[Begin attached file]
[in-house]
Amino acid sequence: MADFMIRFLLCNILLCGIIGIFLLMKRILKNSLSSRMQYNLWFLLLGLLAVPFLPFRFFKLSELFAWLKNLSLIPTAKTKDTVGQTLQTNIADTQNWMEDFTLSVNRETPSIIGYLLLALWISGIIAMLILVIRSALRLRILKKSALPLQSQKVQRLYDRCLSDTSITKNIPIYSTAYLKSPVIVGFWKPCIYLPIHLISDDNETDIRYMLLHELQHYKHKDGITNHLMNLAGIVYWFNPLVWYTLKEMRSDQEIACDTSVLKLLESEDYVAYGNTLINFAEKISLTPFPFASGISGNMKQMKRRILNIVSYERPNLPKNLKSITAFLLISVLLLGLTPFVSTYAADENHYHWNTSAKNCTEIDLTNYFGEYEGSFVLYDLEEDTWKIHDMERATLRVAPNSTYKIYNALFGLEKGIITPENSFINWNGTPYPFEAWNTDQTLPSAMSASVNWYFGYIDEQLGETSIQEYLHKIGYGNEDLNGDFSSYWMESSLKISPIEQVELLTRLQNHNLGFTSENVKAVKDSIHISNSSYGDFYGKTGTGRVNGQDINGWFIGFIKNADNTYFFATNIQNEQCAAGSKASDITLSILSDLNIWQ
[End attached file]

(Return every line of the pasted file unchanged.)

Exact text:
[in-house]
Amino acid sequence: MADFMIRFLLCNILLCGIIGIFLLMKRILKNSLSSRMQYNLWFLLLGLLAVPFLPFRFFKLSELFAWLKNLSLIPTAKTKDTVGQTLQTNIADTQNWMEDFTLSVNRETPSIIGYLLLALWISGIIAMLILVIRSALRLRILKKSALPLQSQKVQRLYDRCLSDTSITKNIPIYSTAYLKSPVIVGFWKPCIYLPIHLISDDNETDIRYMLLHELQHYKHKDGITNHLMNLAGIVYWFNPLVWYTLKEMRSDQEIACDTSVLKLLESEDYVAYGNTLINFAEKISLTPFPFASGISGNMKQMKRRILNIVSYERPNLPKNLKSITAFLLISVLLLGLTPFVSTYAADENHYHWNTSAKNCTEIDLTNYFGEYEGSFVLYDLEEDTWKIHDMERATLRVAPNSTYKIYNALFGLEKGIITPENSFINWNGTPYPFEAWNTDQTLPSAMSASVNWYFGYIDEQLGETSIQEYLHKIGYGNEDLNGDFSSYWMESSLKISPIEQVELLTRLQNHNLGFTSENVKAVKDSIHISNSSYGDFYGKTGTGRVNGQDINGWFIGFIKNADNTYFFATNIQNEQCAAGSKASDITLSILSDLNIWQ